- The Washington Times - Monday, September 18, 2017

Former President Obama’s presence among Wall Street executives once derided as “fat cats” now nets him roughly $400,000 on the industry’s speaking circuit.

A source close to a Northern Trust Corp. speech last month told Bloomberg News on Monday that Mr. Obama was compensated close to $400,000 for his services. Additional sources said that he recently addressed members of the Carlyle Group LP and will receive a similar six-figure paycheck as the keynote speaker at a health-care conference for investment bank Cantor Fitzgerald LP.

“He was the president of the entire United States — financial services are under that umbrella,” ex-UBS Group AG executive Robert Wolf (and Obama Foundation board member) told Bloomberg. “He doesn’t look at Wall Street like, ‘Oh, these are individuals who don’t want the best for the country.’ He doesn’t stereotype.”

Mr. Obama’s comments about Wall Street in 2009, however, painted executives in a different light.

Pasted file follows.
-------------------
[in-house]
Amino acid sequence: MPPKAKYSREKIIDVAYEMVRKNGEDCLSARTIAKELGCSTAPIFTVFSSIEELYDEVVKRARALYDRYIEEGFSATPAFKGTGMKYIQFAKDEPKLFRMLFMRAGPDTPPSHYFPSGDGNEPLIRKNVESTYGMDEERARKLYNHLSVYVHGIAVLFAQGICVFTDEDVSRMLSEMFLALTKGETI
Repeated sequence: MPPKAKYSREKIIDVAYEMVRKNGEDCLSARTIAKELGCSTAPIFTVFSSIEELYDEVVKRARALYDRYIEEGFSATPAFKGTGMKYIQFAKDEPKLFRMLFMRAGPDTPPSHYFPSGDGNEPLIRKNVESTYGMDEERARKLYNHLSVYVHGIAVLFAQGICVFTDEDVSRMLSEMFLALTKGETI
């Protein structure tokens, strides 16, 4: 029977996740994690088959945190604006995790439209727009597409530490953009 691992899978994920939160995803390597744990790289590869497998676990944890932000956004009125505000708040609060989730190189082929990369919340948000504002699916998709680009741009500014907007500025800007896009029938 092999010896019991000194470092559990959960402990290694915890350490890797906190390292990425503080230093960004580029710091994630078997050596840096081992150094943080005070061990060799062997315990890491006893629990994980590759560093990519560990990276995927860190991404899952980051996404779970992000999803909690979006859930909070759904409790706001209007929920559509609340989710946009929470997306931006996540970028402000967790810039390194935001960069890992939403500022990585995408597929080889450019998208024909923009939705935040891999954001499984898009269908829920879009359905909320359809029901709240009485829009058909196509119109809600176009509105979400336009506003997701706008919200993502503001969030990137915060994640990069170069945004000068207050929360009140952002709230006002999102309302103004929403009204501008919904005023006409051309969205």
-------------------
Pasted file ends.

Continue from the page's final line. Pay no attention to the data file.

“I did not run for office to be helping out a bunch of fat cat bankers on Wall Street,” Mr. Obama told CBS’ “60 Minutes” in December 2009.

The former president was talking about requirements for banks to benefit from the Troubled Asset Relief Program (TARP).

“What’s really frustrating me right now is that you’ve got these same banks who benefited from taxpayer assistance who are fighting tooth and nail with their lobbyists up on Capitol Hill, fighting against financial regulatory control,” he said at the time.

Kevin Lewis, a spokesman for the former president, defended his boss’ speaking fees by noting how they “allowed President Obama to contribute $2 million to Chicago programs offering job training and employment opportunities to low-income youth,” Bloomberg reported.

Cantor, the newspaper noted, is no longer considered an industry giant since S&P Global Ratings announced “that the New York-based firm’s debt grades could be cut to junk.”

The group “lost more than 600 people in the Sept. 11 attacks,” Bloomberg reported.

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